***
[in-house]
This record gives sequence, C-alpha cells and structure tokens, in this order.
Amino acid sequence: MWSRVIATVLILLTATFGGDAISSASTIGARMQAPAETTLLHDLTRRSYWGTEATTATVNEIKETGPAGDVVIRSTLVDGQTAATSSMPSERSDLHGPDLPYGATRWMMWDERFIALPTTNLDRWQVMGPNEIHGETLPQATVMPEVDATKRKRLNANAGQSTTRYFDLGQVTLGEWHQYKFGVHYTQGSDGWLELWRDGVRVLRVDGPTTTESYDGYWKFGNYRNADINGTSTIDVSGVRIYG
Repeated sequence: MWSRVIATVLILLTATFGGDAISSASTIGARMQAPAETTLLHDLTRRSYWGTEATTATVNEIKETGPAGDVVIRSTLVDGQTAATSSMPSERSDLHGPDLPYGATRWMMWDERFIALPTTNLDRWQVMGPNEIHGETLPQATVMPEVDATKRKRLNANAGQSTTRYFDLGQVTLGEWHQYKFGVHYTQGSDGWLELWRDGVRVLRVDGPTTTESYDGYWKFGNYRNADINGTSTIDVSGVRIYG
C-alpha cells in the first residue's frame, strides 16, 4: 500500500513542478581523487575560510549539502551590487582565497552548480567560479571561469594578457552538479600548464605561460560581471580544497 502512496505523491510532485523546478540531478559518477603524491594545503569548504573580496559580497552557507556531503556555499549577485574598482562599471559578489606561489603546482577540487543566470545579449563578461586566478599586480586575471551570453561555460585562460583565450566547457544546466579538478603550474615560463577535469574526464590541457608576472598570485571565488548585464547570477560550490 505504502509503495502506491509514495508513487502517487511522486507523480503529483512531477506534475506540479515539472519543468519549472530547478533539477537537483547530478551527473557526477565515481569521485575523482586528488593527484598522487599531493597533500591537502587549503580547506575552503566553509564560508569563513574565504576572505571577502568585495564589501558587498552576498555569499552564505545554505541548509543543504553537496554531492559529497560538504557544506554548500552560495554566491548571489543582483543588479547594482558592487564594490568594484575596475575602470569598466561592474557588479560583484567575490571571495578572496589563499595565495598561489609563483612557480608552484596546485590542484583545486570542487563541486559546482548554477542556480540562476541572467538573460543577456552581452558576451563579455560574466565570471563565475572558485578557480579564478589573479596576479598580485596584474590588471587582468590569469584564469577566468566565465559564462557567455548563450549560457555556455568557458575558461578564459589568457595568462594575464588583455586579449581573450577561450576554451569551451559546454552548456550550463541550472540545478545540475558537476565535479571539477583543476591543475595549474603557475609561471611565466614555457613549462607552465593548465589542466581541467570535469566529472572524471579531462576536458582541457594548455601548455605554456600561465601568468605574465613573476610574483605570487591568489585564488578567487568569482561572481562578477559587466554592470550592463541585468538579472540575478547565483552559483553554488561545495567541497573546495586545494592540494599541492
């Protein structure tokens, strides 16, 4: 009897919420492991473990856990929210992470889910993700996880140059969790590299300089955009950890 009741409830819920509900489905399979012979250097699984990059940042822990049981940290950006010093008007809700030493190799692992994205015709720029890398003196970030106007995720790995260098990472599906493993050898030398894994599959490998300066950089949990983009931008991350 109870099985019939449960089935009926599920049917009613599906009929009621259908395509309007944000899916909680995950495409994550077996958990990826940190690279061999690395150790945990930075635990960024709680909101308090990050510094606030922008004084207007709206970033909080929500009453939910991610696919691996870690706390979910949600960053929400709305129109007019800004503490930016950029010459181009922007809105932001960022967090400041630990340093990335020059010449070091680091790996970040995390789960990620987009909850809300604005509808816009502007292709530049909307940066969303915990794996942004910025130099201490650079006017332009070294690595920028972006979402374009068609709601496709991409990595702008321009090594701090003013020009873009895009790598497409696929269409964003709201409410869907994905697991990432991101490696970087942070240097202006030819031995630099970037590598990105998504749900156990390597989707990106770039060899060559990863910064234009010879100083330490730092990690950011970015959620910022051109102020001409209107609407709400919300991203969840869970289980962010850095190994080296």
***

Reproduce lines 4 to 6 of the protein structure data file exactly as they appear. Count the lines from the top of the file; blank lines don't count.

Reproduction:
Repeated sequence: MWSRVIATVLILLTATFGGDAISSASTIGARMQAPAETTLLHDLTRRSYWGTEATTATVNEIKETGPAGDVVIRSTLVDGQTAATSSMPSERSDLHGPDLPYGATRWMMWDERFIALPTTNLDRWQVMGPNEIHGETLPQATVMPEVDATKRKRLNANAGQSTTRYFDLGQVTLGEWHQYKFGVHYTQGSDGWLELWRDGVRVLRVDGPTTTESYDGYWKFGNYRNADINGTSTIDVSGVRIYG
C-alpha cells in the first residue's frame, strides 16, 4: 500500500513542478581523487575560510549539502551590487582565497552548480567560479571561469594578457552538479600548464605561460560581471580544497 502512496505523491510532485523546478540531478559518477603524491594545503569548504573580496559580497552557507556531503556555499549577485574598482562599471559578489606561489603546482577540487543566470545579449563578461586566478599586480586575471551570453561555460585562460583565450566547457544546466579538478603550474615560463577535469574526464590541457608576472598570485571565488548585464547570477560550490 505504502509503495502506491509514495508513487502517487511522486507523480503529483512531477506534475506540479515539472519543468519549472530547478533539477537537483547530478551527473557526477565515481569521485575523482586528488593527484598522487599531493597533500591537502587549503580547506575552503566553509564560508569563513574565504576572505571577502568585495564589501558587498552576498555569499552564505545554505541548509543543504553537496554531492559529497560538504557544506554548500552560495554566491548571489543582483543588479547594482558592487564594490568594484575596475575602470569598466561592474557588479560583484567575490571571495578572496589563499595565495598561489609563483612557480608552484596546485590542484583545486570542487563541486559546482548554477542556480540562476541572467538573460543577456552581452558576451563579455560574466565570471563565475572558485578557480579564478589573479596576479598580485596584474590588471587582468590569469584564469577566468566565465559564462557567455548563450549560457555556455568557458575558461578564459589568457595568462594575464588583455586579449581573450577561450576554451569551451559546454552548456550550463541550472540545478545540475558537476565535479571539477583543476591543475595549474603557475609561471611565466614555457613549462607552465593548465589542466581541467570535469566529472572524471579531462576536458582541457594548455601548455605554456600561465601568468605574465613573476610574483605570487591568489585564488578567487568569482561572481562578477559587466554592470550592463541585468538579472540575478547565483552559483553554488561545495567541497573546495586545494592540494599541492
């Protein structure tokens, strides 16, 4: 009897919420492991473990856990929210992470889910993700996880140059969790590299300089955009950890 009741409830819920509900489905399979012979250097699984990059940042822990049981940290950006010093008007809700030493190799692992994205015709720029890398003196970030106007995720790995260098990472599906493993050898030398894994599959490998300066950089949990983009931008991350 109870099985019939449960089935009926599920049917009613599906009929009621259908395509309007944000899916909680995950495409994550077996958990990826940190690279061999690395150790945990930075635990960024709680909101308090990050510094606030922008004084207007709206970033909080929500009453939910991610696919691996870690706390979910949600960053929400709305129109007019800004503490930016950029010459181009922007809105932001960022967090400041630990340093990335020059010449070091680091790996970040995390789960990620987009909850809300604005509808816009502007292709530049909307940066969303915990794996942004910025130099201490650079006017332009070294690595920028972006979402374009068609709601496709991409990595702008321009090594701090003013020009873009895009790598497409696929269409964003709201409410869907994905697991990432991101490696970087942070240097202006030819031995630099970037590598990105998504749900156990390597989707990106770039060899060559990863910064234009010879100083330490730092990690950011970015959620910022051109102020001409209107609407709400919300991203969840869970289980962010850095190994080296």